To illustrate the story of Rywka Lipszyc, we used photographs taken by three of the most famous photographers of the Łódź Ghetto: Henryk Ross and Mendel Grossman, employees of the Statistics Department of the Jewish ghetto administration, and Walter Genewein who preserved the reality of the ghetto on colored slides. Some of the negatives are destroyed or incomplete. Stored in closed containers in the ground, in hiding, they suffered partial damage. They show only a part of the image captured on film. They are fragmentary, like the story of Rywka, which — similarly to these negatives — had to wait for years to see the light.

Despite the large collection of photographs from the Łódź Ghetto and intensive searches, to date no photo of Rywka Lipszyc has been found. We do not know her facial features, the color of her eyes and hair. We do not know how she smiled or how she expressed sadness. Unable to portray our protagonist visually, we have decided that all of the people captured in the photographs shall remain anonymous.

“Mother! Will I be a mother one day?”
​​​​​​​– Rywka Lipszyc, Litzmannstadt Getto, 28.02.1944

Rywka exists for us only through the words written in her diary. But these words also do not give us the full picture of her life. She describes only a certain part of her life occurring between 3 October 1943 and 12 April 1944. The first surviving entries refer to her time in the ghetto. Did Rywka keep a diary before this? What was her life like before the outbreak of the war? We do not know. The last sentence on the last surviving page is unfinished. What could have caused Rywka to stop writing, which she loved so much and brought relief to her bleak everyday life in the ghetto?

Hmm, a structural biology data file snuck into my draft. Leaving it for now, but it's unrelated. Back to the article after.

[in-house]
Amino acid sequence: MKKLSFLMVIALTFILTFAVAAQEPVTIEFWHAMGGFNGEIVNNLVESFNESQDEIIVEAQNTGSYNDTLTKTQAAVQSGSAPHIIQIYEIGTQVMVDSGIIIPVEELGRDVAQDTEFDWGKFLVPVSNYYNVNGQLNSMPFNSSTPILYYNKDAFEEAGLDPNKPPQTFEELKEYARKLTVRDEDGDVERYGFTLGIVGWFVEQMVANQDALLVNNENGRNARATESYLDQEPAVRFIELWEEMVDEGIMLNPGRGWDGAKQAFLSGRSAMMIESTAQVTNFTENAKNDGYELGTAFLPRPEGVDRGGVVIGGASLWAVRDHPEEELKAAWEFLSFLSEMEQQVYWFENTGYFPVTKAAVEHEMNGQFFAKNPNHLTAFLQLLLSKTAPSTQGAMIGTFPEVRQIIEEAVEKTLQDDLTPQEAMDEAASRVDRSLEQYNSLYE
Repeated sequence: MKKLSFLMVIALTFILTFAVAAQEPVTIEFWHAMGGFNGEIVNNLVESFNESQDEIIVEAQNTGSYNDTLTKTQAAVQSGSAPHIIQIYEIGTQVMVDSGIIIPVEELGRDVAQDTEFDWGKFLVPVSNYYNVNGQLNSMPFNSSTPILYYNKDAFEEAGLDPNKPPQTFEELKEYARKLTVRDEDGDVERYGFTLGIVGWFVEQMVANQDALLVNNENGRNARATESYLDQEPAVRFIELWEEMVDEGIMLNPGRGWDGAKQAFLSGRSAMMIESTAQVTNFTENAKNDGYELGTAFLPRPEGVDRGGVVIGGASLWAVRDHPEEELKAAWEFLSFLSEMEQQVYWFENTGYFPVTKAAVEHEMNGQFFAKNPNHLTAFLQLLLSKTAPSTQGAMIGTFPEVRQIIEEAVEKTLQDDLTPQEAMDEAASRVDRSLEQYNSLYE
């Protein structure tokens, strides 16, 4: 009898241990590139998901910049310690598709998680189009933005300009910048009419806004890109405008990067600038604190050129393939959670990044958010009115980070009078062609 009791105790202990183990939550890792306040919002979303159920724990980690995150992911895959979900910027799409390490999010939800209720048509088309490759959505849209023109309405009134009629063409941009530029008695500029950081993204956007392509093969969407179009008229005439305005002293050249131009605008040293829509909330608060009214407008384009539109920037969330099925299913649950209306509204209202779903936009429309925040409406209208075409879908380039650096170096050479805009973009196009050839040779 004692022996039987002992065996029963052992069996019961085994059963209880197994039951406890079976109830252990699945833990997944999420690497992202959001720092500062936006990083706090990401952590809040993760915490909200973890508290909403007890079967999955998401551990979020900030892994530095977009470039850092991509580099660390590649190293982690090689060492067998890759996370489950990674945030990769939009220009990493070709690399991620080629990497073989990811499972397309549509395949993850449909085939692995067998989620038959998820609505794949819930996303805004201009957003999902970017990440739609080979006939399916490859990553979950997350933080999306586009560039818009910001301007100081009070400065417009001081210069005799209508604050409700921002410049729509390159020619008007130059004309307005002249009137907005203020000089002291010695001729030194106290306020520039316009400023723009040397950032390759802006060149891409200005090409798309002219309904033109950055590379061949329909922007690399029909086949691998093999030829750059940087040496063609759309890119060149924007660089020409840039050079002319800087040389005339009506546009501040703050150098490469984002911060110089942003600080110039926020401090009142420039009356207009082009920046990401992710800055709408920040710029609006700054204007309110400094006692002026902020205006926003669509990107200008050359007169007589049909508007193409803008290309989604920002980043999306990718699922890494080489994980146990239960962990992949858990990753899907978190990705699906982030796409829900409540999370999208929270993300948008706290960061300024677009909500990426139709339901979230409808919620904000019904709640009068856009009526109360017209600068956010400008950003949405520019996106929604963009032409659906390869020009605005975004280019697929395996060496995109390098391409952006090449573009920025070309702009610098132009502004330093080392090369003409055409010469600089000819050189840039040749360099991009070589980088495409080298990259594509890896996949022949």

What happened with Rywka Lipszyc?

Rywka did not die in Łódź ghetto, nor did she die in Auschwitz-Birkenau, Christianstadt and Bergen-Belsen, where in April 1945 she was liberated by the British army. In summer of 1945 she was evacuated to the military hospital near German city of Lubeck, where her traces disappear.

In recent years, thanks to the work of Anita Friedman, director of the Jewish Families and Children Services information about Rywka has been disseminated in the press, TV and Internet. Jewish Families and Children Services published her diary in several languages; parts of it, accompanied by contextual materials, serve as a teaching tool in schools worldwide. Maybe we will never know what happened to Rywka. Did she die in a military hospital in northern Germany in 1945? Or did she survive to start a new life far away? Until now, nobody has been able to find her, but the work of many people brought her identity back, saving her name from oblivion.

One name, so easy to overlook among 6 million other.

Anita Friedman, director of the Jewish Families and Children Services writes in the introduction to the exhibition: “How could such a beautiful manuscript be produced by a child whose formal education ended when she was about 11 years old, after the Nazis invaded Poland? The secret is in its complete, intimate honesty. Rywka speaks unguardedly about the pleasures and pains of adolescence, her yearnings and vanishing dreams, deep family tensions and her feeling of being entirely alone in a murderous world–all feelings that remind me that Rywka was just one of hundreds of thousands of young Jews who felt similarly, but left behind neither names nor a record of their lives. Rywka speaks for all of them.”

“The improbable survival of Rywka Lipszyc’s diary is in many ways a metaphor for the inextinguishable spark of Jewish life. Through this moving account, we are reminded that 6 million is just a number, to which we are all too numbed.”
– Daniel Gordis, Koret Distinguished Fellow, Shalem College, Jerusalem